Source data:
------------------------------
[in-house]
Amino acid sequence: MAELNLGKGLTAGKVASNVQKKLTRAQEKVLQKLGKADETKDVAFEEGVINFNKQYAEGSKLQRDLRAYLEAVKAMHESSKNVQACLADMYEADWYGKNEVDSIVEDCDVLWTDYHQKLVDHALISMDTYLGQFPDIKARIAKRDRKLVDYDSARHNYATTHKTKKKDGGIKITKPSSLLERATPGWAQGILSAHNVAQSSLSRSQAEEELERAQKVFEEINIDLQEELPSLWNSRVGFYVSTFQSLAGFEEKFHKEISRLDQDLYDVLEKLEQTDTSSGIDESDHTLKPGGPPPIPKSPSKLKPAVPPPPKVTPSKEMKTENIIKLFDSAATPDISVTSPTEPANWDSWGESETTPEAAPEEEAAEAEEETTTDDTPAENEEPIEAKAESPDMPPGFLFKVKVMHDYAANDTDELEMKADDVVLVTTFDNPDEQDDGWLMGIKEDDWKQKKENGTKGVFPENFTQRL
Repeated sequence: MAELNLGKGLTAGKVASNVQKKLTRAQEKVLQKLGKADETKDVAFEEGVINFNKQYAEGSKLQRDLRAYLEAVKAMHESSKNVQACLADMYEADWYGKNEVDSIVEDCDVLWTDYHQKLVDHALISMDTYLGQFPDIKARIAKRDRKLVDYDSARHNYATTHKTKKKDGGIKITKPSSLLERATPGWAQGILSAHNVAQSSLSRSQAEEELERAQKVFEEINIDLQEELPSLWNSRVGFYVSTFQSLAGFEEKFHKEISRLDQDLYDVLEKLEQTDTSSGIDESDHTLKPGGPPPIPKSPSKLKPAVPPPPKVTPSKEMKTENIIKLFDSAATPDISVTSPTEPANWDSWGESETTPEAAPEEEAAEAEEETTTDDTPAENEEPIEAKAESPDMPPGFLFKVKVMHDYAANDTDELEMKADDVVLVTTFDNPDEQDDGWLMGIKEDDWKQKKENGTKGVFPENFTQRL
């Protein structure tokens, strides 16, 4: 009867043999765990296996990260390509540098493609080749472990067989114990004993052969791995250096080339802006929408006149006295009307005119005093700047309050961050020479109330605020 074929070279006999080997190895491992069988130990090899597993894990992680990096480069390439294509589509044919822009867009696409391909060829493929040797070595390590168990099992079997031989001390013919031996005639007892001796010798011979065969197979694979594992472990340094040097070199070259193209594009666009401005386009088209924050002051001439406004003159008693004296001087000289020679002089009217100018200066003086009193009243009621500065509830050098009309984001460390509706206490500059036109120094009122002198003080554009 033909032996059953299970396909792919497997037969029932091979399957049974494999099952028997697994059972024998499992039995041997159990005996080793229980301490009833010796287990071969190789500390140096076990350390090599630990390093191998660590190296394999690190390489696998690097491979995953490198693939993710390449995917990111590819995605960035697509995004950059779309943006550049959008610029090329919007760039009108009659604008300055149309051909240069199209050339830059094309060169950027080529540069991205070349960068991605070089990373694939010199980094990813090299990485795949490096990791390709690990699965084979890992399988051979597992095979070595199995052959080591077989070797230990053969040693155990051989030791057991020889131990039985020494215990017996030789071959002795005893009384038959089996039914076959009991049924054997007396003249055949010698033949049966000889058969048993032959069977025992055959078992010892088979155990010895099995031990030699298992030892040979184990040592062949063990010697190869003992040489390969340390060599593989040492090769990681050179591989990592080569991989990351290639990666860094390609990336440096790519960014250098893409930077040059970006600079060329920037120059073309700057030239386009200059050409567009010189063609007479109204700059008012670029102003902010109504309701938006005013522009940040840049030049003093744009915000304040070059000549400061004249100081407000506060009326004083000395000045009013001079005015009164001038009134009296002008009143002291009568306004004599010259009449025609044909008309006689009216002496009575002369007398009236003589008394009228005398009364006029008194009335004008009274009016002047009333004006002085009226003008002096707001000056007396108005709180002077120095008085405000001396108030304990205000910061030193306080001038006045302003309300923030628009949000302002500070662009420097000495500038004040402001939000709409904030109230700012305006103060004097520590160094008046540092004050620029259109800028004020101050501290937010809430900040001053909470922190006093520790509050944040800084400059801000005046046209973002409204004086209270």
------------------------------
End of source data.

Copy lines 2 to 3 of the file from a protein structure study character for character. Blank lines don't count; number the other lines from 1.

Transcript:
Amino acid sequence: MAELNLGKGLTAGKVASNVQKKLTRAQEKVLQKLGKADETKDVAFEEGVINFNKQYAEGSKLQRDLRAYLEAVKAMHESSKNVQACLADMYEADWYGKNEVDSIVEDCDVLWTDYHQKLVDHALISMDTYLGQFPDIKARIAKRDRKLVDYDSARHNYATTHKTKKKDGGIKITKPSSLLERATPGWAQGILSAHNVAQSSLSRSQAEEELERAQKVFEEINIDLQEELPSLWNSRVGFYVSTFQSLAGFEEKFHKEISRLDQDLYDVLEKLEQTDTSSGIDESDHTLKPGGPPPIPKSPSKLKPAVPPPPKVTPSKEMKTENIIKLFDSAATPDISVTSPTEPANWDSWGESETTPEAAPEEEAAEAEEETTTDDTPAENEEPIEAKAESPDMPPGFLFKVKVMHDYAANDTDELEMKADDVVLVTTFDNPDEQDDGWLMGIKEDDWKQKKENGTKGVFPENFTQRL
Repeated sequence: MAELNLGKGLTAGKVASNVQKKLTRAQEKVLQKLGKADETKDVAFEEGVINFNKQYAEGSKLQRDLRAYLEAVKAMHESSKNVQACLADMYEADWYGKNEVDSIVEDCDVLWTDYHQKLVDHALISMDTYLGQFPDIKARIAKRDRKLVDYDSARHNYATTHKTKKKDGGIKITKPSSLLERATPGWAQGILSAHNVAQSSLSRSQAEEELERAQKVFEEINIDLQEELPSLWNSRVGFYVSTFQSLAGFEEKFHKEISRLDQDLYDVLEKLEQTDTSSGIDESDHTLKPGGPPPIPKSPSKLKPAVPPPPKVTPSKEMKTENIIKLFDSAATPDISVTSPTEPANWDSWGESETTPEAAPEEEAAEAEEETTTDDTPAENEEPIEAKAESPDMPPGFLFKVKVMHDYAANDTDELEMKADDVVLVTTFDNPDEQDDGWLMGIKEDDWKQKKENGTKGVFPENFTQRL